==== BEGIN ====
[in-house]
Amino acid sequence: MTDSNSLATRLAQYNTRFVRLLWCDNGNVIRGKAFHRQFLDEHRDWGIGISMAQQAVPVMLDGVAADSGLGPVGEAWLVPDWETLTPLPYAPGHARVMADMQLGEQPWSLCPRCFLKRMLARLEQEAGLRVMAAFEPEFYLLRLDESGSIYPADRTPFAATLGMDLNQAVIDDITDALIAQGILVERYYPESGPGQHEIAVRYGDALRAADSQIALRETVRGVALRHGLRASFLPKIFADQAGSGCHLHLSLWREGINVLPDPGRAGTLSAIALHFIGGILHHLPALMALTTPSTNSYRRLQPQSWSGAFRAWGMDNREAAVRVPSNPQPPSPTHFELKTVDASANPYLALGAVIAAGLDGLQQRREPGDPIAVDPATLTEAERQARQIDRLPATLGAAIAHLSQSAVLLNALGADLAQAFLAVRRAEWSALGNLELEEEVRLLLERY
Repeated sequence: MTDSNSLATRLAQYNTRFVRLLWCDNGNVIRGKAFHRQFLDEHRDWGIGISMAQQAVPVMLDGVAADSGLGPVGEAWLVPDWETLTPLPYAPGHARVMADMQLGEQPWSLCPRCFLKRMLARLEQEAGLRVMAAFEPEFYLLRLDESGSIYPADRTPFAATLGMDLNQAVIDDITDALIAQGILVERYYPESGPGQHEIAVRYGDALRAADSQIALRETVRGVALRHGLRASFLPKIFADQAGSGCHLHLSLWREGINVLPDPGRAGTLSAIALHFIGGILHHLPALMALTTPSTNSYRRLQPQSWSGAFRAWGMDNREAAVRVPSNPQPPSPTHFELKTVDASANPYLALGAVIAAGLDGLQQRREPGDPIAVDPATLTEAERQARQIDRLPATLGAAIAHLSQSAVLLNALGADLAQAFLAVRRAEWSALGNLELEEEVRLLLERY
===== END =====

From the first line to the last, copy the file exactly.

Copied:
[in-house]
Amino acid sequence: MTDSNSLATRLAQYNTRFVRLLWCDNGNVIRGKAFHRQFLDEHRDWGIGISMAQQAVPVMLDGVAADSGLGPVGEAWLVPDWETLTPLPYAPGHARVMADMQLGEQPWSLCPRCFLKRMLARLEQEAGLRVMAAFEPEFYLLRLDESGSIYPADRTPFAATLGMDLNQAVIDDITDALIAQGILVERYYPESGPGQHEIAVRYGDALRAADSQIALRETVRGVALRHGLRASFLPKIFADQAGSGCHLHLSLWREGINVLPDPGRAGTLSAIALHFIGGILHHLPALMALTTPSTNSYRRLQPQSWSGAFRAWGMDNREAAVRVPSNPQPPSPTHFELKTVDASANPYLALGAVIAAGLDGLQQRREPGDPIAVDPATLTEAERQARQIDRLPATLGAAIAHLSQSAVLLNALGADLAQAFLAVRRAEWSALGNLELEEEVRLLLERY
Repeated sequence: MTDSNSLATRLAQYNTRFVRLLWCDNGNVIRGKAFHRQFLDEHRDWGIGISMAQQAVPVMLDGVAADSGLGPVGEAWLVPDWETLTPLPYAPGHARVMADMQLGEQPWSLCPRCFLKRMLARLEQEAGLRVMAAFEPEFYLLRLDESGSIYPADRTPFAATLGMDLNQAVIDDITDALIAQGILVERYYPESGPGQHEIAVRYGDALRAADSQIALRETVRGVALRHGLRASFLPKIFADQAGSGCHLHLSLWREGINVLPDPGRAGTLSAIALHFIGGILHHLPALMALTTPSTNSYRRLQPQSWSGAFRAWGMDNREAAVRVPSNPQPPSPTHFELKTVDASANPYLALGAVIAAGLDGLQQRREPGDPIAVDPATLTEAERQARQIDRLPATLGAAIAHLSQSAVLLNALGADLAQAFLAVRRAEWSALGNLELEEEVRLLLERY